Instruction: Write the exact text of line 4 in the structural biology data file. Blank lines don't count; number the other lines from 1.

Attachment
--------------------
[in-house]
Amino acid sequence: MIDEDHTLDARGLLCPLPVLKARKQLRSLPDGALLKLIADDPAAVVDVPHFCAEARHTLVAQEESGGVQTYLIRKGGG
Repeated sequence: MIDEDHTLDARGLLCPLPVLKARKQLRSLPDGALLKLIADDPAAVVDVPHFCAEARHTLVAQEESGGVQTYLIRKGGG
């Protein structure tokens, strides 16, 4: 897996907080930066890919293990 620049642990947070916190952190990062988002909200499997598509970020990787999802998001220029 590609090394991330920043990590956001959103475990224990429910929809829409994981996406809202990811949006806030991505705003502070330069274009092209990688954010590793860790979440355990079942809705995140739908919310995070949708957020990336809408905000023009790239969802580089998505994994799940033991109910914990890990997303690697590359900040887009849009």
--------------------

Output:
């Protein structure tokens, strides 16, 4: 897996907080930066890919293990 620049642990947070916190952190990062988002909200499997598509970020990787999802998001220029 590609090394991330920043990590956001959103475990224990429910929809829409994981996406809202990811949006806030991505705003502070330069274009092209990688954010590793860790979440355990079942809705995140739908919310995070949708957020990336809408905000023009790239969802580089998505994994799940033991109910914990890990997303690697590359900040887009849009």